New Delhi: India
prepares to count Friday the millions of votes cast in five
states, the results widely tipped to end more than three decades
of Communist rule in West Bengal, cause upsets in possibly two
states, and probably throw up two more women chief ministers.
Although the April-May electoral battle took place only in Assam,
Tamil Nadu, Kerala, Puducherry and West Bengal, the entire country
will keenly await the outcome as it is bound to cause ripples in
While most post-election surveys have predicted a huge win for
Mamata Banerjee's Trinamool Congress in West Bengal, a development
that is bound to shake up the Communist Party of India-Marxist
(CPI-M), there is no unanimity on other places -- although there
are definite pointers.
For the Congress, battered in recent months by corruption charges,
the best possible scenario will be a decisive victory in Kerala
and retaining Assam, even if by a slender margin.
"If this happens, the Congress will have something to cheer
about," political analyst G.V.L. Narasimha Rao told IANS.
"Everything is at stake for the Congress."
But if the Assam-Kerala script derails, "it will cause tremors in
the Congress", Rao said.
In both West Bengal and Tamil Nadu, the Congress is a junior
partner to the dominant player. So even victories may not fetch
political dividends. In any case, the chances of the DMK-Congress
alliance retaining power in Tamil Nadu are as remote as a Congress
win in nearby Puducherry.
Irrespective of what happens in the five states, the one result
that is bound to give sleepless nights to the Congress will the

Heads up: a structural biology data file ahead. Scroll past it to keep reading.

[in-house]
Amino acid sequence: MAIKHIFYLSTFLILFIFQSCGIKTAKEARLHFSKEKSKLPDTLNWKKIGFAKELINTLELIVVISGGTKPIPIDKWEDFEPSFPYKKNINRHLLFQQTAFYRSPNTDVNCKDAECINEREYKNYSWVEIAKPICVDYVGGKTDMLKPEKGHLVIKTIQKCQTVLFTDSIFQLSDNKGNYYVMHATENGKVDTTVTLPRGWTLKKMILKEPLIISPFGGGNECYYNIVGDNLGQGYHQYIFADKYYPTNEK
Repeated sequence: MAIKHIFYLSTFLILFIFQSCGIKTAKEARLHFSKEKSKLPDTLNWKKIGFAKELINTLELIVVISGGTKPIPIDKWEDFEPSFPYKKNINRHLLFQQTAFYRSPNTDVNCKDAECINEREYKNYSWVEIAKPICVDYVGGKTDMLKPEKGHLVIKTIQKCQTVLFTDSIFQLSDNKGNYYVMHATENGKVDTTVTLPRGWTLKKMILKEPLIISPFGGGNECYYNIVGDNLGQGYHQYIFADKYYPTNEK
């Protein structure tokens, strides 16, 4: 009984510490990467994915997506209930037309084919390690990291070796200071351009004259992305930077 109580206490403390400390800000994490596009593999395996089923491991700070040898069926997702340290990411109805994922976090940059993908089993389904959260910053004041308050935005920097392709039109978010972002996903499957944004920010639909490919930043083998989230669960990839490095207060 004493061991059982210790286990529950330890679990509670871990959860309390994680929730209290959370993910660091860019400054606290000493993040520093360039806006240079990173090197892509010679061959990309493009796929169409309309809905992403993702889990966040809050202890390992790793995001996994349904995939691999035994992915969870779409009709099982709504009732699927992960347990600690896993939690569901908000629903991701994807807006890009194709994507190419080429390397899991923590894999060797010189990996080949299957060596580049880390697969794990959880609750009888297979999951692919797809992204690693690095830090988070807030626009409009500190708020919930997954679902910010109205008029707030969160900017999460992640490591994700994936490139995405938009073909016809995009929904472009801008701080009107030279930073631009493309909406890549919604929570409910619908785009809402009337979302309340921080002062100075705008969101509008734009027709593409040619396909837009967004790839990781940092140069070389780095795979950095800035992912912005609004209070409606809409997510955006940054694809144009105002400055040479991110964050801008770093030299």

widely anticipated victory of Y.S. Jaganmohan Reddy from the
Kadapa Lok Sabha by-election in Andhra Pradesh.
Son of the late Andhra Pradesh chief minister and Congress veteran
Y.S. Rajasekhara Reddy, Jaganmohan dumped the Congress after being
denied his father's mantle and floated the YSR Congress party,
causing cracks in a state considered vital for Congress long-time
Even the most sympathetic analysts admit that the Congress is
fighting for a second place in Kadapa, knowing that Jagan will
win. If that second spot goes to the Telugu Desam Party, it will
be a Congress disaster.
Andhra Pradesh played a key role in the Congress returning to
power nationally in 2009. Jagan's win can break up the party in
Andhra Pradesh, causing irreversible damage.
Admitted a Congress source: "We are aware of the dangers Friday.
We have certain expectations, we also know our limitations."
A sweep by the Trinamool in West Bengal will seriously dent the
wider political aspirations of the CPI-M in a manner few may have
expected even two years ago.
It will bury 34 uninterrupted years of Marxist-led Left Front rule
that had baffled foes and friends, giving the CPI-M a space in
political books globally.
But a Trinamool win will also make Mamata Banerjee, who is sure to
quit Prime Minister Manmohan Singh's government to be the chief
minister, that much more powerful vis-a-vis a possibly weakened
The likely rise of the AIADMK in Tamil Nadu will also worry the
Congress, which will now have to deal with a party that is openly
hostile to the way Sri Lanka, across the sea, crushed the Tamil
The Bharatiya Janata Party (BJP) is not a major player in this
election but it hopes to improve its tally in Assam, where the
Congress would need luck to overcome a strong challenge from three
major opposition groups.
If the Congress retains Assam, it will give Tarun Gogoi a third
stint as chief minister.
Normally, Kerala's voters throw out the ruling coalition in every
election. And this may well happen again. But some feel that for
the first time the state may buck the trend and re-elect the Left.
That, Congress sources say, is unlikely.